Licenses are required for engineering professionals in all the 50 states and the District of Columbia, if their services are offered directly to the public. Licensed engineers are called Professional Engineers (PE). A degree from an ABET accredited engineering college, four years of practical and pertinent work experience as well as passing in a State examination are required for a license. The licensing process can be handled in two stages by a recent graduate. The first exam—Fundamentals of Engineering (FE) can be completed after graduation. Students who pass this examination are called Engineering Interns (EI) or Engineers in Training (EIT) and call take the second test after work experience. This is the Principles and Practice of Engineering exam. In case students need to re apply for licensing, there are certain continuing education required imposed by many states. States recognize licensures from other states if the other state has license conditions which equal or exceed those of their own state. A lot of Civil, Electrical, Mechanical and Chemical engineer are licensed PEs.
Engineering Job and Employment Opportunities
Employment opportunities for engineering professionals are expected to increase in the 2002-2012 period. Two reasons for low demand for engineers are because previously, engineering professionals were concentrated in the manufacturing segment which is a slow growing industry and because employers were outsourcing engineering services from foreign countries. Despite these conditions, the new job openings will be expected to absorb all engineering graduates during this period. Specialization in engineering fields also causes variation in employment opportunities. According to studies, decline in employment of engineers in mining, geological, petroleum and nuclear fields and an above average growth in environmental fields is projected.
Competition and new technology are forcing companies to upgrade and develop new product designs and to attain optimization and efficiency regarding manufacturing. Thus employers are relying on reengineering professionals to achieve greater productivity, as the amount invested in plant and building will lead to expansion in the output of goods and services. The advances in Information Technology enable engineers to improve product design more quickly and efficiently than before and help them collaborate with engineers overseas. These widespread applications of the computer and communication systems are not likely to limit employment but help engineers to do their job better. Public Facilities like road, bridges, water ways etc as well as methods of pollution control need to be improved and upgraded by engineers.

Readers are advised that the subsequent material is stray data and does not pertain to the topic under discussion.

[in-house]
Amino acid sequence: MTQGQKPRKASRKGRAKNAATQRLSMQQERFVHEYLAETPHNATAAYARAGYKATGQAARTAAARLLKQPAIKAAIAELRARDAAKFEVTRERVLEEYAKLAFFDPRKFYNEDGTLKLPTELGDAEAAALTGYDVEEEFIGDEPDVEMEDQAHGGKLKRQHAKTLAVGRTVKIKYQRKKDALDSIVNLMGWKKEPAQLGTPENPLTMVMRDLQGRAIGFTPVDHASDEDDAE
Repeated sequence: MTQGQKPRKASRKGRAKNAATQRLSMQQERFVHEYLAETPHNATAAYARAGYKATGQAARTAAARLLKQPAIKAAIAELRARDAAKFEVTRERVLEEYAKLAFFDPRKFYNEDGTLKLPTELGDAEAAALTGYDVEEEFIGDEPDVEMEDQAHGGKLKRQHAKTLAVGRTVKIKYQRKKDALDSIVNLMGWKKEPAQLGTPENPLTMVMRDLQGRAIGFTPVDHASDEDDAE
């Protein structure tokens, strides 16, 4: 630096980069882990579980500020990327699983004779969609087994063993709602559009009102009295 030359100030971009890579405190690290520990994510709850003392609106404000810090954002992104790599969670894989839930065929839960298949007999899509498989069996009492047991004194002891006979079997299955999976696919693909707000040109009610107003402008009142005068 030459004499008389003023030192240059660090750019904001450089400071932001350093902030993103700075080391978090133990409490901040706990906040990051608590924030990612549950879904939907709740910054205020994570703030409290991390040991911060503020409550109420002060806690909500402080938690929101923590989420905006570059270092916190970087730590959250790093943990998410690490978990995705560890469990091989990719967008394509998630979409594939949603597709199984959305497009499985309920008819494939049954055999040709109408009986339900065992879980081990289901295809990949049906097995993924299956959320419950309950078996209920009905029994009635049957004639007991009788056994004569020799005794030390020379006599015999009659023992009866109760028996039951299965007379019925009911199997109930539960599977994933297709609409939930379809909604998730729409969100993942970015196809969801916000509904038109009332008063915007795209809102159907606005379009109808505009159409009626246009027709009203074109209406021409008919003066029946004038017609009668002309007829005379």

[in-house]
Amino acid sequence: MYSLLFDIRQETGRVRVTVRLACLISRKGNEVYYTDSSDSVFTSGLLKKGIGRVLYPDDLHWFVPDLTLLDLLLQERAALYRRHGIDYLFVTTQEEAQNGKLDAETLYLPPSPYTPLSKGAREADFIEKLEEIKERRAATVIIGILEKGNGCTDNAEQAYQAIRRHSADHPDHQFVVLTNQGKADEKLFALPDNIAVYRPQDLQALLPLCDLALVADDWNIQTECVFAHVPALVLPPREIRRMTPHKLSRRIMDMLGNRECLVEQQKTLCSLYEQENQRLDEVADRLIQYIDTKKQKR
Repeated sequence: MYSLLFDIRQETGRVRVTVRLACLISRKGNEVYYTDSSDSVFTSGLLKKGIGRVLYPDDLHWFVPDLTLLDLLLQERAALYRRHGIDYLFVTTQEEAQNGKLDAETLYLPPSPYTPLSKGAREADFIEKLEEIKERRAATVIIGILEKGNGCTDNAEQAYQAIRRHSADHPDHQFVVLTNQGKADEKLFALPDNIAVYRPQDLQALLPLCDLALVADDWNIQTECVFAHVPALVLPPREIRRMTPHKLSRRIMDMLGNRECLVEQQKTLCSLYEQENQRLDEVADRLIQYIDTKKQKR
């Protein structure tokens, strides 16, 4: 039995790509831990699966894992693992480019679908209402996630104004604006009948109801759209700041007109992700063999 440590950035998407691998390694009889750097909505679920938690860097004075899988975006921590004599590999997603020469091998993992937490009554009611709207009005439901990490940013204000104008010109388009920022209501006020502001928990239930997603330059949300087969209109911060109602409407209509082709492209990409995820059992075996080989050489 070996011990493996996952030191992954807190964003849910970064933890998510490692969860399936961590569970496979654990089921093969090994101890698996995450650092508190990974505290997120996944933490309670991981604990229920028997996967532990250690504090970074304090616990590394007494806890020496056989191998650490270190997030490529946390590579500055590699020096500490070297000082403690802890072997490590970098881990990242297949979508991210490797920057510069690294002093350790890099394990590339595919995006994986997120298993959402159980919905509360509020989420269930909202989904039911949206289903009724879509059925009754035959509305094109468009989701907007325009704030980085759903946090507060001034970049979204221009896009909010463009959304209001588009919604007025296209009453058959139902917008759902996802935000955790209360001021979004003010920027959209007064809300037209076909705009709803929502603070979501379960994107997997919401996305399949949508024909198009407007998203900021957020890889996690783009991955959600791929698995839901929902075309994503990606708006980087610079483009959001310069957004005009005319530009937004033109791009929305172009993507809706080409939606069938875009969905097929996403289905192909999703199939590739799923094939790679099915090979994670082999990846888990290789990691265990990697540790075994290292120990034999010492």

One factor which is responsible for low growth of engineering job opportunities is the availability of a large quantity of trained English speaking engineers in other countries who work as low salaries as compared to US citizens. These foreign engineers can contact employers in the US due to the rise of internet and communication systems and thus reduce the number of jobs available to native engineers.
In comparison with other workers, a very small proportion of engineering professionals leave their jobs every year. However, new job opening will arise to fulfill replacement needs, which reflects the large size of the engineering profession. Many new jobs will be created by engineering professionals who get transferred to managing, sales and other such occupations; others will be created when engineers leave due to retirement and other personal reasons.
A large number of engineering professionals work in long-term R&D projects or in certain other enterprises which proceed even during economic depressions and slow periods. In electronics and aerospace industries, huge cutbacks in defense, government research and development funds as well as hiring foreign and domestic engineering firms for fulfilling contracts, has lead to a downfall in demand for engineers.
Therefore, it is important for engineering professionals (especially those who work in other technical occupations) to pursue their education throughout their careers because knowledge of new technology is a great boon for employers. Even though the speed of technological innovations depends on engineering specialty and field, technical advances have had a significant affect on every engineering discipline. Engineers involved in technological fields like advanced electronics and the IT industry find out that technical knowledge becomes outdated very quickly. Engineers who pursue their education may also find themselves ousted out of the industry if their specialized technology or product line becomes obsolete. The best solution and the greatest benefit is provided by those engineers who keep up-to-date with technological changes. Those who do not keep abreast of changes in their field are prone to loosing beneficial promotions or jobs. The high- technology fields provide the highest pay while having the greatest challenges and the most interesting work. Thus the choosing a specialty in engineering not only involves an overview of gains that a field provides, but also the risk of becoming obsolete once the technology is upgraded.